Merriam-Webster needed only six words to shut down sexist Dr. Who fans who complained about the show's latest casting announcement.
Over the weekend, it was announced that Jodie Whittaker will become the first female Dr. Who in the 50 year history of the franchise.
Predictably, this ruffled the feathers of some of the show's less enlightened fans who just needed to take to Twitter to voice their sexist opinions.
"Ruined," wrote one Sam on Twitter about the female addition to the cast.
In other words, this guy perfectly summed up the online debate.
On Twitter, he wrote, "Score so far:
Secure women and men : 'Love choice and looking forward'
Children and chauvinists: ' I AM NEVER WATCHING AGAIN!!!'"
On Monday, in response to the sexists complaining about Whittaker's casting, Merriam-Webster posted this expert level burn to Twitter.
In a very short and succinct tweet, the company wrote: "'Doctor' has no gender in English." WORD. THIS.
Twitter couldn't get enough of the dictionary's on point smack down.
Some wrote, "Your amateur status is being revoked. This is PRO level shade." Others added, "6 hours later and I'm still floored by how good a tweet this was," "Salute! Neither does President, Judge, Senator, Officer, Author, Professor....."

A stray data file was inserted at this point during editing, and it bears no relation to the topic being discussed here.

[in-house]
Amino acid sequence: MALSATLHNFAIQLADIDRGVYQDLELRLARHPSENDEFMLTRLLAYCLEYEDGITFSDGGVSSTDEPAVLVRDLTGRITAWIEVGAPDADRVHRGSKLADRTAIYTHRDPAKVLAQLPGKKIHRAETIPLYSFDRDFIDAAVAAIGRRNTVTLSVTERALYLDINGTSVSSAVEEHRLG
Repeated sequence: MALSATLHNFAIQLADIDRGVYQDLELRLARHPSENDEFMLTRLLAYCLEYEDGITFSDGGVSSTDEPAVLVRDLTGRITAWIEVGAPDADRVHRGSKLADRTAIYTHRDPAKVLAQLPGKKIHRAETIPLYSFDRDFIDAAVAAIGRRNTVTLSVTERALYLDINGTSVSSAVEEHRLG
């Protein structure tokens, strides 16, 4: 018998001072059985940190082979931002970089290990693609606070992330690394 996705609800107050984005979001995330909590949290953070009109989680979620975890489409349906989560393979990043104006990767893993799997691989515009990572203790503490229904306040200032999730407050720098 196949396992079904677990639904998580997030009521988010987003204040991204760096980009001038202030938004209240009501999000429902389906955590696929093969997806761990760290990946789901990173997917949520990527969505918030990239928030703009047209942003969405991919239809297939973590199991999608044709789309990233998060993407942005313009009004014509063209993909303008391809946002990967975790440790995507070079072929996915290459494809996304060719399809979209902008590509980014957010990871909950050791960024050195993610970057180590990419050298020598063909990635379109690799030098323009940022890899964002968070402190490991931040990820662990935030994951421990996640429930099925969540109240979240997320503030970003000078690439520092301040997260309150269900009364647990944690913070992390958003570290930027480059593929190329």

"Neither does lawyer, banker, executive, athlete, accountant, scientist, criminal, architect, teacher or about a million other things," added another later. It's crazy to think that people would be so up their own interests to not even realize that women have held all kinds of careers in the past, like, fifty years.
Merriam-Webster even sparked a conversation about gender and language, schooling folks on both sides of the Dr. Who divide.
Come to think of it, dictionary has no gender either but when it comes to sexist Dr. Who fans, this dictionary has Jodie Whittaker's back!
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